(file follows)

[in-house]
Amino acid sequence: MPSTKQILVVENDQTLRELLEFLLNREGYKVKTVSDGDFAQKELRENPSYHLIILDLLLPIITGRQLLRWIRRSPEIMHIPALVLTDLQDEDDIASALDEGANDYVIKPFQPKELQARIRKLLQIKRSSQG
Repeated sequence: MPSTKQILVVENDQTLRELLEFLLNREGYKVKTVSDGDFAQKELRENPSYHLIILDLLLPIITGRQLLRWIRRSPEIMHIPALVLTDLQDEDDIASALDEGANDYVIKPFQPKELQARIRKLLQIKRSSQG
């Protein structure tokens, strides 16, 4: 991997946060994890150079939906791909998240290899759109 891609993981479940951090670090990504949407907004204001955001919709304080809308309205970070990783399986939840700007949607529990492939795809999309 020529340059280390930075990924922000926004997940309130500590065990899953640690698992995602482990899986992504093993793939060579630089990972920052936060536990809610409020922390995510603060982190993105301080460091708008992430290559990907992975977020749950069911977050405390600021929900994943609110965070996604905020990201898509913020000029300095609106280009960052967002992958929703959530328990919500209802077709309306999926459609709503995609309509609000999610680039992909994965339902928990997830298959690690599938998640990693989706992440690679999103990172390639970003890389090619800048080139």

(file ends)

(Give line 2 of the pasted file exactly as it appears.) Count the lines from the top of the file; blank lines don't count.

Amino acid sequence: MPSTKQILVVENDQTLRELLEFLLNREGYKVKTVSDGDFAQKELRENPSYHLIILDLLLPIITGRQLLRWIRRSPEIMHIPALVLTDLQDEDDIASALDEGANDYVIKPFQPKELQARIRKLLQIKRSSQG